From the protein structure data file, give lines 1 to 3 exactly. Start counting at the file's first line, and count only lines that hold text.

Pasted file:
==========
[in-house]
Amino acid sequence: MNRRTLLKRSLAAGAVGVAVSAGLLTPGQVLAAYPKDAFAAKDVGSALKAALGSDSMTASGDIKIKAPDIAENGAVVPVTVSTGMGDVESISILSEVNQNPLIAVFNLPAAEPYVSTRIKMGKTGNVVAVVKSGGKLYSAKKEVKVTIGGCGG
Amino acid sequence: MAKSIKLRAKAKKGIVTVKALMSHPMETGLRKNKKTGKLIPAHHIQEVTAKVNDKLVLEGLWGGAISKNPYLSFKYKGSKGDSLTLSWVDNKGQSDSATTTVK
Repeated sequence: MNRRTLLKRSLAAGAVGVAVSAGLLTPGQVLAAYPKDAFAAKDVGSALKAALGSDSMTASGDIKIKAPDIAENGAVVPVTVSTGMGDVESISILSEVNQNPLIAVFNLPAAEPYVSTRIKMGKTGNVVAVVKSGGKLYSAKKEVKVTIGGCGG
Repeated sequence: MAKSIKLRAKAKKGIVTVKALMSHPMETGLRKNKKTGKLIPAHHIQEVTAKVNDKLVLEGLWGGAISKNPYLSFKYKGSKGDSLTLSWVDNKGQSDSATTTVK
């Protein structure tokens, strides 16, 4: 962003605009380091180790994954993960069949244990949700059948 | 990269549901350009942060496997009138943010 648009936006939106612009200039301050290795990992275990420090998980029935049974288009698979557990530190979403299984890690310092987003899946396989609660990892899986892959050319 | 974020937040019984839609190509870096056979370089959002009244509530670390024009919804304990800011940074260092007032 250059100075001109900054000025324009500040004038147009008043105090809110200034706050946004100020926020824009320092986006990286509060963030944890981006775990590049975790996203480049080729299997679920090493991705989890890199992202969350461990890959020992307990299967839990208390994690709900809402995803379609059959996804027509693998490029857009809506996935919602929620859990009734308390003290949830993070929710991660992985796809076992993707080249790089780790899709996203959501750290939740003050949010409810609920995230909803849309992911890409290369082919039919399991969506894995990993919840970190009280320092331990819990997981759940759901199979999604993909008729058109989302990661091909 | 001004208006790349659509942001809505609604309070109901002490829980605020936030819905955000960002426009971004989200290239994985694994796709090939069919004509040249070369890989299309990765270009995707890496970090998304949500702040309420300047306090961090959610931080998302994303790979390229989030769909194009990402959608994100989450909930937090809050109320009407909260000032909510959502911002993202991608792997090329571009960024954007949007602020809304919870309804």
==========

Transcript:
[in-house]
Amino acid sequence: MNRRTLLKRSLAAGAVGVAVSAGLLTPGQVLAAYPKDAFAAKDVGSALKAALGSDSMTASGDIKIKAPDIAENGAVVPVTVSTGMGDVESISILSEVNQNPLIAVFNLPAAEPYVSTRIKMGKTGNVVAVVKSGGKLYSAKKEVKVTIGGCGG
Amino acid sequence: MAKSIKLRAKAKKGIVTVKALMSHPMETGLRKNKKTGKLIPAHHIQEVTAKVNDKLVLEGLWGGAISKNPYLSFKYKGSKGDSLTLSWVDNKGQSDSATTTVK